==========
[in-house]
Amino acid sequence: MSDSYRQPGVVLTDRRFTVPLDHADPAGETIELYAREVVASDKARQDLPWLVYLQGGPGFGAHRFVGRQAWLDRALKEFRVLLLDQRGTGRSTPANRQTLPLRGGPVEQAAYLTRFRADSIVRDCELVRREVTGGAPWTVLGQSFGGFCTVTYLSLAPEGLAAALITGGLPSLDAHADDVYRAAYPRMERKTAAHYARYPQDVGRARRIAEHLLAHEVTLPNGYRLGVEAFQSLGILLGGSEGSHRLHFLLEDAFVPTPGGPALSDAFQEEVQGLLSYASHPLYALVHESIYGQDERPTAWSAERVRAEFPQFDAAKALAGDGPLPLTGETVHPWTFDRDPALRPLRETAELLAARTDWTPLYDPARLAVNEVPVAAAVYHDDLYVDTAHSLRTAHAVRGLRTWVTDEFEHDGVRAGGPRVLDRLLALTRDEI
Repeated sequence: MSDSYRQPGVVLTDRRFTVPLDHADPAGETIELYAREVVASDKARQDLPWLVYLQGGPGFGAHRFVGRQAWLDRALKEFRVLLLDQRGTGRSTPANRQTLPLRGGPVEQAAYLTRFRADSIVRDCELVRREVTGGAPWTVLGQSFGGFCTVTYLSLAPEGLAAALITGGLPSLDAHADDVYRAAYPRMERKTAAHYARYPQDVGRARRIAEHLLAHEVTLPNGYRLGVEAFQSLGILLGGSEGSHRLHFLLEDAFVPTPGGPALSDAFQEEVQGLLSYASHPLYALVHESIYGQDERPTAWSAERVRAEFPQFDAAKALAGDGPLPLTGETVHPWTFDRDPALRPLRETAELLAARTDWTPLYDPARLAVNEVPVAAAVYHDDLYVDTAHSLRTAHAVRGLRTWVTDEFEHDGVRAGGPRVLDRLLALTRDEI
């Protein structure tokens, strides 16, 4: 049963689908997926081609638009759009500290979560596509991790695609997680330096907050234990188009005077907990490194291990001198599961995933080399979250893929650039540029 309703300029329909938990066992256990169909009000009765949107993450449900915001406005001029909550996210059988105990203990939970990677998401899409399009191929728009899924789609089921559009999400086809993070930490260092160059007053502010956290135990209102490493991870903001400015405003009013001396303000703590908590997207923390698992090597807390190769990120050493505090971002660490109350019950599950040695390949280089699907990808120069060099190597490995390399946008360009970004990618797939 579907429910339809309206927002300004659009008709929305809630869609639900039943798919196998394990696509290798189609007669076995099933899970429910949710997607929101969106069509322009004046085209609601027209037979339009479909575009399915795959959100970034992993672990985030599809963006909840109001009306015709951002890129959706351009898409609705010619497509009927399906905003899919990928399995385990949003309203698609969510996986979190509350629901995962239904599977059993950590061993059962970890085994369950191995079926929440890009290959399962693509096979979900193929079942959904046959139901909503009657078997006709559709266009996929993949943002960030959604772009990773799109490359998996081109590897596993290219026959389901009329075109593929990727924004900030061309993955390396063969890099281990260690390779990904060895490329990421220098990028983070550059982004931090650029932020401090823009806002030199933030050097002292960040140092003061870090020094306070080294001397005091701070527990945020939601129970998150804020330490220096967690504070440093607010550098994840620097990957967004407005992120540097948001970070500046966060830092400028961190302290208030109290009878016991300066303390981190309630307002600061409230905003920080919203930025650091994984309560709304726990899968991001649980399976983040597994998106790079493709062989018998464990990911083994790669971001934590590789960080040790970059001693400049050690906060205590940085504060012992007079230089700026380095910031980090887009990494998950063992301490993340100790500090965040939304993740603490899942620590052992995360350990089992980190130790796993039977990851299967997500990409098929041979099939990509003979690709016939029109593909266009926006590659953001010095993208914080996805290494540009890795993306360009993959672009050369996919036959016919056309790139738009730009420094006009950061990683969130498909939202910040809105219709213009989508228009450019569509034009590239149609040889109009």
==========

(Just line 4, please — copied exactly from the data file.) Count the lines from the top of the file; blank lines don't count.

């Protein structure tokens, strides 16, 4: 049963689908997926081609638009759009500290979560596509991790695609997680330096907050234990188009005077907990490194291990001198599961995933080399979250893929650039540029 309703300029329909938990066992256990169909009000009765949107993450449900915001406005001029909550996210059988105990203990939970990677998401899409399009191929728009899924789609089921559009999400086809993070930490260092160059007053502010956290135990209102490493991870903001400015405003009013001396303000703590908590997207923390698992090597807390190769990120050493505090971002660490109350019950599950040695390949280089699907990808120069060099190597490995390399946008360009970004990618797939 579907429910339809309206927002300004659009008709929305809630869609639900039943798919196998394990696509290798189609007669076995099933899970429910949710997607929101969106069509322009004046085209609601027209037979339009479909575009399915795959959100970034992993672990985030599809963006909840109001009306015709951002890129959706351009898409609705010619497509009927399906905003899919990928399995385990949003309203698609969510996986979190509350629901995962239904599977059993950590061993059962970890085994369950191995079926929440890009290959399962693509096979979900193929079942959904046959139901909503009657078997006709559709266009996929993949943002960030959604772009990773799109490359998996081109590897596993290219026959389901009329075109593929990727924004900030061309993955390396063969890099281990260690390779990904060895490329990421220098990028983070550059982004931090650029932020401090823009806002030199933030050097002292960040140092003061870090020094306070080294001397005091701070527990945020939601129970998150804020330490220096967690504070440093607010550098994840620097990957967004407005992120540097948001970070500046966060830092400028961190302290208030109290009878016991300066303390981190309630307002600061409230905003920080919203930025650091994984309560709304726990899968991001649980399976983040597994998106790079493709062989018998464990990911083994790669971001934590590789960080040790970059001693400049050690906060205590940085504060012992007079230089700026380095910031980090887009990494998950063992301490993340100790500090965040939304993740603490899942620590052992995360350990089992980190130790796993039977990851299967997500990409098929041979099939990509003979690709016939029109593909266009926006590659953001010095993208914080996805290494540009890795993306360009993959672009050369996919036959016919056309790139738009730009420094006009950061990683969130498909939202910040809105219709213009989508228009450019569509034009590239149609040889109009």